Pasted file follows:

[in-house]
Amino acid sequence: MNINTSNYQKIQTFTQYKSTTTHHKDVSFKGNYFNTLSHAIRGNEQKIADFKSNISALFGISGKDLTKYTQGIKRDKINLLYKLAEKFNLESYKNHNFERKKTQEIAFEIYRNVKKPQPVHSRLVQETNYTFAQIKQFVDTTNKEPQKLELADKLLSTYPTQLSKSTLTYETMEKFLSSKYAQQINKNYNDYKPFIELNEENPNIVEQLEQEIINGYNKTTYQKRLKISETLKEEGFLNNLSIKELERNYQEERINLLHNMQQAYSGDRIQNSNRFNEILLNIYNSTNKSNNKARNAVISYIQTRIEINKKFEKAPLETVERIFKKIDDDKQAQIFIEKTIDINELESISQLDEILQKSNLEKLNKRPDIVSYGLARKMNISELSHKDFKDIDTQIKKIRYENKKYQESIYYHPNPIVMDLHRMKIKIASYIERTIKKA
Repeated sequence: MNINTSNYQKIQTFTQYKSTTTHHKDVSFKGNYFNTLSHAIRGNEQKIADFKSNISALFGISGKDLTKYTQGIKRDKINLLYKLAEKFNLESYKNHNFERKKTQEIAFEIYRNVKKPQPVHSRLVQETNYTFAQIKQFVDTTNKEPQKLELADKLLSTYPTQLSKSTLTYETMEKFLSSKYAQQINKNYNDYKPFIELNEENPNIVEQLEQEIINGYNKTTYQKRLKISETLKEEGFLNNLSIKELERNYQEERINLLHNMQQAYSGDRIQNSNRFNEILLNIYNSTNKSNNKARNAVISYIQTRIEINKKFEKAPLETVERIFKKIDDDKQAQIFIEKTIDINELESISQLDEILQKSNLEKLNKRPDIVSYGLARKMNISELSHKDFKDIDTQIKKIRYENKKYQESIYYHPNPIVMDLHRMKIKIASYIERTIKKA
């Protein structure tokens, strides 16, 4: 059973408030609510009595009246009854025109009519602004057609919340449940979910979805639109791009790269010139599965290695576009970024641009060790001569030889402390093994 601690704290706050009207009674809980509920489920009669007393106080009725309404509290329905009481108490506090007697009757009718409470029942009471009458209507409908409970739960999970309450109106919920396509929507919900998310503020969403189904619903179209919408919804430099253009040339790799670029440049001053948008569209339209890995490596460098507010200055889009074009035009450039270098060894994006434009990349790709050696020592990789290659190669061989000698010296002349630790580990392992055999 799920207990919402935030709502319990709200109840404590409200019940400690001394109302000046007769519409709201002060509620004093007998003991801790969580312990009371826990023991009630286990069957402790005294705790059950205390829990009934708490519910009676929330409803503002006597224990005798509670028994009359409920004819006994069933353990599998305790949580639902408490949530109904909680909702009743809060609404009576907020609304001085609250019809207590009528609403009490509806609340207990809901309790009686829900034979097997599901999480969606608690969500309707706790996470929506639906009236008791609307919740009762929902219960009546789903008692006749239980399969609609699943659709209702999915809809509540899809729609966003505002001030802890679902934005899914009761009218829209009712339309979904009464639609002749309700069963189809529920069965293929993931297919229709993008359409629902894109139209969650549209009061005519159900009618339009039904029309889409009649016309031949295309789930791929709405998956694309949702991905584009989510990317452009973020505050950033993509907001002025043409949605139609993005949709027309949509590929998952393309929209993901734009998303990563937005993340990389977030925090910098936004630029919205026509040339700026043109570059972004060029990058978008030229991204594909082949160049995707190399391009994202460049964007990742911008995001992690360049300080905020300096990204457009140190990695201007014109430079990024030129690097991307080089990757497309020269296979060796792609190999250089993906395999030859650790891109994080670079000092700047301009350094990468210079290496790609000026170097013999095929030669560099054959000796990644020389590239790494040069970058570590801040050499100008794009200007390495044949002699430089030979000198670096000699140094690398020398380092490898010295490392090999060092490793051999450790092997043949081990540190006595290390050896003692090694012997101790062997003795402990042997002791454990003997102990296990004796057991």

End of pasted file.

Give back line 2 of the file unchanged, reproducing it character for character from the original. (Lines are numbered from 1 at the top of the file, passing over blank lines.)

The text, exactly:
Amino acid sequence: MNINTSNYQKIQTFTQYKSTTTHHKDVSFKGNYFNTLSHAIRGNEQKIADFKSNISALFGISGKDLTKYTQGIKRDKINLLYKLAEKFNLESYKNHNFERKKTQEIAFEIYRNVKKPQPVHSRLVQETNYTFAQIKQFVDTTNKEPQKLELADKLLSTYPTQLSKSTLTYETMEKFLSSKYAQQINKNYNDYKPFIELNEENPNIVEQLEQEIINGYNKTTYQKRLKISETLKEEGFLNNLSIKELERNYQEERINLLHNMQQAYSGDRIQNSNRFNEILLNIYNSTNKSNNKARNAVISYIQTRIEINKKFEKAPLETVERIFKKIDDDKQAQIFIEKTIDINELESISQLDEILQKSNLEKLNKRPDIVSYGLARKMNISELSHKDFKDIDTQIKKIRYENKKYQESIYYHPNPIVMDLHRMKIKIASYIERTIKKA